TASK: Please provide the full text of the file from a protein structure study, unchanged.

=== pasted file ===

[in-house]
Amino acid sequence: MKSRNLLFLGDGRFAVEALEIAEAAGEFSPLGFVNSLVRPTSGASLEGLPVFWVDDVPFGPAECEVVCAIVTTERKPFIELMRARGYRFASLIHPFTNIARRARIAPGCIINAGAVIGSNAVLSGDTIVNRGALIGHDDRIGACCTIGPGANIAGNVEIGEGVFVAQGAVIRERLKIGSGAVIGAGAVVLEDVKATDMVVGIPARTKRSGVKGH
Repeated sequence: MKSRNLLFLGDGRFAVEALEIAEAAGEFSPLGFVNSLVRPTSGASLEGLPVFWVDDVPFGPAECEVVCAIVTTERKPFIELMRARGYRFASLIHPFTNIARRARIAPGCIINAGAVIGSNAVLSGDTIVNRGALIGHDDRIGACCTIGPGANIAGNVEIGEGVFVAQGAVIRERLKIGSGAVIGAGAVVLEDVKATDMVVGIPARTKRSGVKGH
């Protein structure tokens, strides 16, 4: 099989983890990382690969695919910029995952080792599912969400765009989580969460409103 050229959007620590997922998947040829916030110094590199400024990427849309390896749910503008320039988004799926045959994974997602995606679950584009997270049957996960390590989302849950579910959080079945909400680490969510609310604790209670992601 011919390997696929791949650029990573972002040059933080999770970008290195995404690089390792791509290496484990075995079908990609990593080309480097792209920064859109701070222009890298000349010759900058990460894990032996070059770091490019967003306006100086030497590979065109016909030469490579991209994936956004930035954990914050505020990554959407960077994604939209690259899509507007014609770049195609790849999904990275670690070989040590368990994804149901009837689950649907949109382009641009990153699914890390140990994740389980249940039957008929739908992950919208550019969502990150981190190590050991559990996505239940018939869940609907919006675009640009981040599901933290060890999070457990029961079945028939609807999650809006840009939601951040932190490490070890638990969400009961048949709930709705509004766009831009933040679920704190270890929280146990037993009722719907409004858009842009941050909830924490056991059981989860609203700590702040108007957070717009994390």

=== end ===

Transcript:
[in-house]
Amino acid sequence: MKSRNLLFLGDGRFAVEALEIAEAAGEFSPLGFVNSLVRPTSGASLEGLPVFWVDDVPFGPAECEVVCAIVTTERKPFIELMRARGYRFASLIHPFTNIARRARIAPGCIINAGAVIGSNAVLSGDTIVNRGALIGHDDRIGACCTIGPGANIAGNVEIGEGVFVAQGAVIRERLKIGSGAVIGAGAVVLEDVKATDMVVGIPARTKRSGVKGH
Repeated sequence: MKSRNLLFLGDGRFAVEALEIAEAAGEFSPLGFVNSLVRPTSGASLEGLPVFWVDDVPFGPAECEVVCAIVTTERKPFIELMRARGYRFASLIHPFTNIARRARIAPGCIINAGAVIGSNAVLSGDTIVNRGALIGHDDRIGACCTIGPGANIAGNVEIGEGVFVAQGAVIRERLKIGSGAVIGAGAVVLEDVKATDMVVGIPARTKRSGVKGH
């Protein structure tokens, strides 16, 4: 099989983890990382690969695919910029995952080792599912969400765009989580969460409103 050229959007620590997922998947040829916030110094590199400024990427849309390896749910503008320039988004799926045959994974997602995606679950584009997270049957996960390590989302849950579910959080079945909400680490969510609310604790209670992601 011919390997696929791949650029990573972002040059933080999770970008290195995404690089390792791509290496484990075995079908990609990593080309480097792209920064859109701070222009890298000349010759900058990460894990032996070059770091490019967003306006100086030497590979065109016909030469490579991209994936956004930035954990914050505020990554959407960077994604939209690259899509507007014609770049195609790849999904990275670690070989040590368990994804149901009837689950649907949109382009641009990153699914890390140990994740389980249940039957008929739908992950919208550019969502990150981190190590050991559990996505239940018939869940609907919006675009640009981040599901933290060890999070457990029961079945028939609807999650809006840009939601951040932190490490070890638990969400009961048949709930709705509004766009831009933040679920704190270890929280146990037993009722719907409004858009842009941050909830924490056991059981989860609203700590702040108007957070717009994390």